It is a tale of bravery, defiance, and a simple refusal to give in to Vladimir Putin – whatever the cost.
In December 2021 Dmitry Muratov is awarded the Nobel Peace Prize.
He is the editor-in-chief of Russia’s only independent newspaper, Novaya Gazeta.
Since he founded Novaya six of his journalists have been murdered, after their reports displeased the state. Most famously, reporter Anna Politkovskaya, gunned down in the lift of her Moscow apartment.
Another war dominates this film.
In February 2022 Russia invades Ukraine.
In early March, using the cover of a documentary film festival, Muratov secretly negotiates free passage for forty journalists with the Latvian government.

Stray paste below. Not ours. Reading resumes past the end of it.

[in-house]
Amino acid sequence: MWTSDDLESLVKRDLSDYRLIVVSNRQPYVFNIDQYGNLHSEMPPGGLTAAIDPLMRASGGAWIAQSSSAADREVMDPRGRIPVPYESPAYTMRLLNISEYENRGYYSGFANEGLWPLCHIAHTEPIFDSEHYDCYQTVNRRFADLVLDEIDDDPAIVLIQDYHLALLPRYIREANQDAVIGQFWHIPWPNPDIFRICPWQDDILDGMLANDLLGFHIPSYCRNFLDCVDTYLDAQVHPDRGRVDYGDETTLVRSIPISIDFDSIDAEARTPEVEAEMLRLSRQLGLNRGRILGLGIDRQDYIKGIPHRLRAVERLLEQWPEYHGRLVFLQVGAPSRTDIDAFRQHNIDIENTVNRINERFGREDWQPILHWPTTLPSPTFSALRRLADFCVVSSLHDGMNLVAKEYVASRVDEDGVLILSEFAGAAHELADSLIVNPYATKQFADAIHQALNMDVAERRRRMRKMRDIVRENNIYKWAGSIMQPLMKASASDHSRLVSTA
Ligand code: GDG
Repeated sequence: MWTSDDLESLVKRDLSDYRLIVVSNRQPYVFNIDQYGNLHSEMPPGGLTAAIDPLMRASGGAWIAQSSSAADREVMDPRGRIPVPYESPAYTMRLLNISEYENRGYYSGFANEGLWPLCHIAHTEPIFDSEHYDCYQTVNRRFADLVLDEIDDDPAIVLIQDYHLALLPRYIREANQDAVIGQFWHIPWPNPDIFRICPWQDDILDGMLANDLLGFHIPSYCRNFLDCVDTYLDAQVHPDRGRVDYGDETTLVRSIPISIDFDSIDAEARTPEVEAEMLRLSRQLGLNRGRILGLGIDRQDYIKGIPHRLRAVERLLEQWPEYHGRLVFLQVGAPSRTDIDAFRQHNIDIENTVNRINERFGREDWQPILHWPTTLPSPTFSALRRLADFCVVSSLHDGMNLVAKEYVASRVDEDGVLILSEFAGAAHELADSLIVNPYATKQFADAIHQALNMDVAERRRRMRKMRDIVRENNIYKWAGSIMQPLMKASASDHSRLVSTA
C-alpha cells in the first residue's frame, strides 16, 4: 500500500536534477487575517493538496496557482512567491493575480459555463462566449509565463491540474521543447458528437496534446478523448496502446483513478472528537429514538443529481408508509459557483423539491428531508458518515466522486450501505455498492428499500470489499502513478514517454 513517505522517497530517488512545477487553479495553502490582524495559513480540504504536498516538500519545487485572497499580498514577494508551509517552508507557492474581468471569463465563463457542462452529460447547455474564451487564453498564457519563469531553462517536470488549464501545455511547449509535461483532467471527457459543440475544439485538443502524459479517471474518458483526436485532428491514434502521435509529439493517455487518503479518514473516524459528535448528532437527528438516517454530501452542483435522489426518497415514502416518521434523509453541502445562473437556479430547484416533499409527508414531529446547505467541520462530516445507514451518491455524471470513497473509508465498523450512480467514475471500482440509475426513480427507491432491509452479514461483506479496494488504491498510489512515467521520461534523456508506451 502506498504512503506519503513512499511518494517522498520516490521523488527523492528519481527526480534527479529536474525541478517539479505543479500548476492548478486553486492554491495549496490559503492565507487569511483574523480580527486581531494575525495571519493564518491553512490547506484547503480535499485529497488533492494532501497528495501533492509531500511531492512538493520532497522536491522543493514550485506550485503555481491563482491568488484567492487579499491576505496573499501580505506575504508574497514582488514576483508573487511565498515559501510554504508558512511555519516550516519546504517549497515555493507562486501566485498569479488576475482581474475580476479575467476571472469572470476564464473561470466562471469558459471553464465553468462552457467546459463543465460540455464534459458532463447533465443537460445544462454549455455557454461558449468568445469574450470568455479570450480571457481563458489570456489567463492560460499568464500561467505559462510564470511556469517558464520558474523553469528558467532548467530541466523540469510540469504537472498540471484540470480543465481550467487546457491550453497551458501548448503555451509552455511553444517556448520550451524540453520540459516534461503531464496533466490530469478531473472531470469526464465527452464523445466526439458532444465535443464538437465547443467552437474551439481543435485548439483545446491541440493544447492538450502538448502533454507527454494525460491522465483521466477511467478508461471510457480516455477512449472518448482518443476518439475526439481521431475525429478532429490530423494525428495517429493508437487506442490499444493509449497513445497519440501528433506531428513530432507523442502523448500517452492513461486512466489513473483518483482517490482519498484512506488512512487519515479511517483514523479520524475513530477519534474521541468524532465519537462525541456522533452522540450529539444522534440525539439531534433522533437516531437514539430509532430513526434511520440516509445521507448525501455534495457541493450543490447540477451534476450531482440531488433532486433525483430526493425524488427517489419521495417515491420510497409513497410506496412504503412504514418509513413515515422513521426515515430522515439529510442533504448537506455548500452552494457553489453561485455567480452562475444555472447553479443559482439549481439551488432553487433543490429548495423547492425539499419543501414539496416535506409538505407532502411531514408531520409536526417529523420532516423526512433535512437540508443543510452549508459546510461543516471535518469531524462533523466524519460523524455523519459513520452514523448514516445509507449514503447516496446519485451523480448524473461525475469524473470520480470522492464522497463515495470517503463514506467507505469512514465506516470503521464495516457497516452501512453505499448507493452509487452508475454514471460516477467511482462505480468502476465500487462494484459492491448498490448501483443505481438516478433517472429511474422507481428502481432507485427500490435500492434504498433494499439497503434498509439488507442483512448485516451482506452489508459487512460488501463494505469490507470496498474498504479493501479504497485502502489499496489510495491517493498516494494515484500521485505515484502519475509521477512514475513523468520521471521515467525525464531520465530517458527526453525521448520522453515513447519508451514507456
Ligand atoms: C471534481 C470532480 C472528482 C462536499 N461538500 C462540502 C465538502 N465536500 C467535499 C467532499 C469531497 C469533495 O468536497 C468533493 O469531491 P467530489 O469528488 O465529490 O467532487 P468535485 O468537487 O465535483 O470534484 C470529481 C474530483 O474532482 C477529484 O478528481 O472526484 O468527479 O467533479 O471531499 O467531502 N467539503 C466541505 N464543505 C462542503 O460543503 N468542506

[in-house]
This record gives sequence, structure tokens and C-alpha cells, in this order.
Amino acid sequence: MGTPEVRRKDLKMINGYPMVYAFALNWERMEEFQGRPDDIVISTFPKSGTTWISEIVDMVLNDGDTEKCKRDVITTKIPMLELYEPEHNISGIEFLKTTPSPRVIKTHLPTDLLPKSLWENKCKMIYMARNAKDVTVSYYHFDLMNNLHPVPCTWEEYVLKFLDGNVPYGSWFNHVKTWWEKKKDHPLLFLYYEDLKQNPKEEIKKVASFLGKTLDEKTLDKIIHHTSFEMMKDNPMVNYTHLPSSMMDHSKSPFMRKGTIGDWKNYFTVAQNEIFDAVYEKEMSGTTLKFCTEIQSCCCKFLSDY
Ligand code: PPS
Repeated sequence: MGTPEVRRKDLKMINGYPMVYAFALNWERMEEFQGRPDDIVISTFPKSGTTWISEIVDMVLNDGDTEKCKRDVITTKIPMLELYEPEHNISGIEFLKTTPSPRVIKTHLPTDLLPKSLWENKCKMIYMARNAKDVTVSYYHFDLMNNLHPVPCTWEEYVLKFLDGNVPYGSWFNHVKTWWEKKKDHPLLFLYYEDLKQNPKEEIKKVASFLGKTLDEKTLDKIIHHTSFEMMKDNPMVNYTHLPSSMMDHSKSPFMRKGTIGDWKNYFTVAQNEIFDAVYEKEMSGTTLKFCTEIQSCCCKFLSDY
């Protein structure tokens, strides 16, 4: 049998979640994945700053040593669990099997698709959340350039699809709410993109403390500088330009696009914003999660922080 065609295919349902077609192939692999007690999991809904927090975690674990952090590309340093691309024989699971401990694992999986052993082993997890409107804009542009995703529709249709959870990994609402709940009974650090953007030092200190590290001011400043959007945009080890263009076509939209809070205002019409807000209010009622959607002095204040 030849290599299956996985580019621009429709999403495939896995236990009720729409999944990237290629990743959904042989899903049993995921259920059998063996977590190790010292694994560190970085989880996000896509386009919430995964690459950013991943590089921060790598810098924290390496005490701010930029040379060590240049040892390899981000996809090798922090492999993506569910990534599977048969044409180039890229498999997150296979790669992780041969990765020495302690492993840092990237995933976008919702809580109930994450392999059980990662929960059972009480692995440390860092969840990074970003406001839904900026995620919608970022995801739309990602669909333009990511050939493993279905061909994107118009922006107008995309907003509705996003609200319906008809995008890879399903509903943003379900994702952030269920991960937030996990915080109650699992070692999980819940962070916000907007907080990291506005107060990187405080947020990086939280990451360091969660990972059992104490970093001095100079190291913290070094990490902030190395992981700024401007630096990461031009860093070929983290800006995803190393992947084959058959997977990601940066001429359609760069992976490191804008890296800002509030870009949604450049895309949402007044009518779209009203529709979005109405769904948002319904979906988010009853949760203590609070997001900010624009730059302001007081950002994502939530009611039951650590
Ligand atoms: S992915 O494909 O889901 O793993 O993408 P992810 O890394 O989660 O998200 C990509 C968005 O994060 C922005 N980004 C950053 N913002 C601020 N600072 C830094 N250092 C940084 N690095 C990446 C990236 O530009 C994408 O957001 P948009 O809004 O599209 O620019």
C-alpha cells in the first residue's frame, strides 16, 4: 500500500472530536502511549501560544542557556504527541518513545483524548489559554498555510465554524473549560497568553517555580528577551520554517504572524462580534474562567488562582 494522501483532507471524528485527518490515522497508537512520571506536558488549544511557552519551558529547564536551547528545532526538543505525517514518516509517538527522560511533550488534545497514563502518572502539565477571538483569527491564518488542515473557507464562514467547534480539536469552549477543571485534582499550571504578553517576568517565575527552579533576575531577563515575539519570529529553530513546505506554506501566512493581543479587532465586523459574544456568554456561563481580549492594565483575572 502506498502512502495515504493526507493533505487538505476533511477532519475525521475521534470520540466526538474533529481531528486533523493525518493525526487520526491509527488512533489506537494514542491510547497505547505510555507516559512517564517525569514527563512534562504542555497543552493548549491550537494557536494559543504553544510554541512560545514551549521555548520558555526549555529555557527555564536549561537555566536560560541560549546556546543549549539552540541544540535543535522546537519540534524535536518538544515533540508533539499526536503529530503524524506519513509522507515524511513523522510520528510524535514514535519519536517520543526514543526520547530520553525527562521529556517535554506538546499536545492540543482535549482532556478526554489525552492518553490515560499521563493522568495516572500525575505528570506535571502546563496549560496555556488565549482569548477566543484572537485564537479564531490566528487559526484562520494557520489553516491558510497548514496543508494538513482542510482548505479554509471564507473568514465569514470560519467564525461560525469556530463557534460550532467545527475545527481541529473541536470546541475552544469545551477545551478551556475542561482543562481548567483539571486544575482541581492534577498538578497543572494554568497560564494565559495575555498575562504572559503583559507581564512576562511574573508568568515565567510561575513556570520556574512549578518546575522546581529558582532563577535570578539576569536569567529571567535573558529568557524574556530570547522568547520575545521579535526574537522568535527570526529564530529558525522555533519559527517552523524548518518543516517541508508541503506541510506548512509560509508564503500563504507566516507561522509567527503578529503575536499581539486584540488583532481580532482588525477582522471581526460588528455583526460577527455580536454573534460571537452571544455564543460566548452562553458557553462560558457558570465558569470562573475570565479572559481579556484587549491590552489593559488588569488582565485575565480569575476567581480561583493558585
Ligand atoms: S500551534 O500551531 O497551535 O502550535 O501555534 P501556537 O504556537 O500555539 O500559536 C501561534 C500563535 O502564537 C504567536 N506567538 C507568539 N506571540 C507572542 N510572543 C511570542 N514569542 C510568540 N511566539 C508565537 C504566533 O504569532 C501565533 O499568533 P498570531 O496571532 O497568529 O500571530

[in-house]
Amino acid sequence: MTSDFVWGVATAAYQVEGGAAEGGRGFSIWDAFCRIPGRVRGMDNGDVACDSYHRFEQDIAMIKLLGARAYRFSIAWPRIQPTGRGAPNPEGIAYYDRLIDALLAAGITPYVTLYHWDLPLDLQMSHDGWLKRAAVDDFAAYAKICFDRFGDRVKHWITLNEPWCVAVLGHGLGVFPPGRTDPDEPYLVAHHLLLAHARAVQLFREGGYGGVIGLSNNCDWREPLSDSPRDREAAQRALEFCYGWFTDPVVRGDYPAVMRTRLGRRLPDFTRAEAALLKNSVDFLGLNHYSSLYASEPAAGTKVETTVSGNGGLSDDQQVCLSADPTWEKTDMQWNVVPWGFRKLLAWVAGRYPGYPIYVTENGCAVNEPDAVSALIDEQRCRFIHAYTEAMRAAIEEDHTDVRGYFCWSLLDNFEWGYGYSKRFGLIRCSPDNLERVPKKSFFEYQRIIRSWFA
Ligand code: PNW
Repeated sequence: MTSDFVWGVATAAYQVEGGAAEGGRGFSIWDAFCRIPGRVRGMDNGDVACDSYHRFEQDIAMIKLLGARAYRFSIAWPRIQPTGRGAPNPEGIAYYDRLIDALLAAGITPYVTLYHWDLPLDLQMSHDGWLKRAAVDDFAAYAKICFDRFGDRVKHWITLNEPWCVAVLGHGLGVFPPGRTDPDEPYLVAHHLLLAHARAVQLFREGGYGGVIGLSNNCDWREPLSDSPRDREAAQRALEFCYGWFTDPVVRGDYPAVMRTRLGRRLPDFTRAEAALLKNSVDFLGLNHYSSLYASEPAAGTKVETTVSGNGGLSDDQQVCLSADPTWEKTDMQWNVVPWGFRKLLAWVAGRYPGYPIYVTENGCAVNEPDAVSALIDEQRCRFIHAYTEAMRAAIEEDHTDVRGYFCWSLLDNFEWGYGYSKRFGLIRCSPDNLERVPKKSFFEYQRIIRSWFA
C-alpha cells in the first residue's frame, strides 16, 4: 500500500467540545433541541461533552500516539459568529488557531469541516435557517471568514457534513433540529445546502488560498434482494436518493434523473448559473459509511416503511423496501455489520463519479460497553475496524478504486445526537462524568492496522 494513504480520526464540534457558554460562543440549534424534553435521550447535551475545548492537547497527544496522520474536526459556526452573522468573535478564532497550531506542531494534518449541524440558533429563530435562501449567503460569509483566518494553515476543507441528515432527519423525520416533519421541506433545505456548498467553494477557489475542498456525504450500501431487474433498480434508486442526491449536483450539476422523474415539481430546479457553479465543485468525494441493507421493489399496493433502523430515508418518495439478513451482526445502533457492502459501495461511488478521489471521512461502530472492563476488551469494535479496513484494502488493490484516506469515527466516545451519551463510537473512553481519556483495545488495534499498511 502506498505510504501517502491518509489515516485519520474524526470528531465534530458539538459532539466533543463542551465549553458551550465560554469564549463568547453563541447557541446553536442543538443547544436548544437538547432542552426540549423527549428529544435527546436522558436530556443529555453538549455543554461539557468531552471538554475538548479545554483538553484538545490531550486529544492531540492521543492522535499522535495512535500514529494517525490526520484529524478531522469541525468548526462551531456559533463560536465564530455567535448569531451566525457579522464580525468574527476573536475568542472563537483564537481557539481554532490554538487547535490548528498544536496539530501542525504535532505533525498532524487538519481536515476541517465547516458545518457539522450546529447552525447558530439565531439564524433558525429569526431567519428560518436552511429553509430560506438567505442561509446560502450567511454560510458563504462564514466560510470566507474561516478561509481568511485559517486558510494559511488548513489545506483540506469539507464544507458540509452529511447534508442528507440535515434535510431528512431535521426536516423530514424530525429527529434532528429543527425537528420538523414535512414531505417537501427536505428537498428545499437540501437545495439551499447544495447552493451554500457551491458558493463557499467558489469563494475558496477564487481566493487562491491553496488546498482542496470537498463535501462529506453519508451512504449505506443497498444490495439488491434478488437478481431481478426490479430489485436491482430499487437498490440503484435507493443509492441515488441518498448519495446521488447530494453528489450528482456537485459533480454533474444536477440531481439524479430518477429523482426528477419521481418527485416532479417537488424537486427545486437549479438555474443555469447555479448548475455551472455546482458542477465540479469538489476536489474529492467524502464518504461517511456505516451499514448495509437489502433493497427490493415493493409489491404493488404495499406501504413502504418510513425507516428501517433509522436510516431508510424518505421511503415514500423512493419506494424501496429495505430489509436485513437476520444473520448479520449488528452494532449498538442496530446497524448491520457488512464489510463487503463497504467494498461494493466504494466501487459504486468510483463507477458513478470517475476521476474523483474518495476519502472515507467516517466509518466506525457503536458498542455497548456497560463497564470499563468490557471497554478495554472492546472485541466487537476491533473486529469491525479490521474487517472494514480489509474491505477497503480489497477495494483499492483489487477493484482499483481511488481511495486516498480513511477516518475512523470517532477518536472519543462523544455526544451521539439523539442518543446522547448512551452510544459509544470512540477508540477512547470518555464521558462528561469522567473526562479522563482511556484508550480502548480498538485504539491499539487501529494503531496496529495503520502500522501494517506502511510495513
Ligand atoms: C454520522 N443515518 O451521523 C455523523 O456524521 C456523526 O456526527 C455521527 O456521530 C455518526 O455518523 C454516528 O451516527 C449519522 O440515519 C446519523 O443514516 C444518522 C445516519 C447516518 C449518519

Then, all too aware of the risk he is running, he returns to Moscow to look after his paper and its remaining staff.
In May he announces that he is going to auction his Nobel medal and give the money to Ukrainian refugees. Days later, he is on a train home to see his mother.
Suddenly a masked attacker bursts into his compartment and pours red paint all over him. The paint is laced with acetone. Dima’s eyesight is permanently damaged.
Undaunted, he goes ahead with the auction. And on June 21 Muratov’s medal sells for a record $103 million.
To this day, he refuses to leave Moscow, whatever the pressure on him and his team.
‘Putin stands for death. I stand for life.’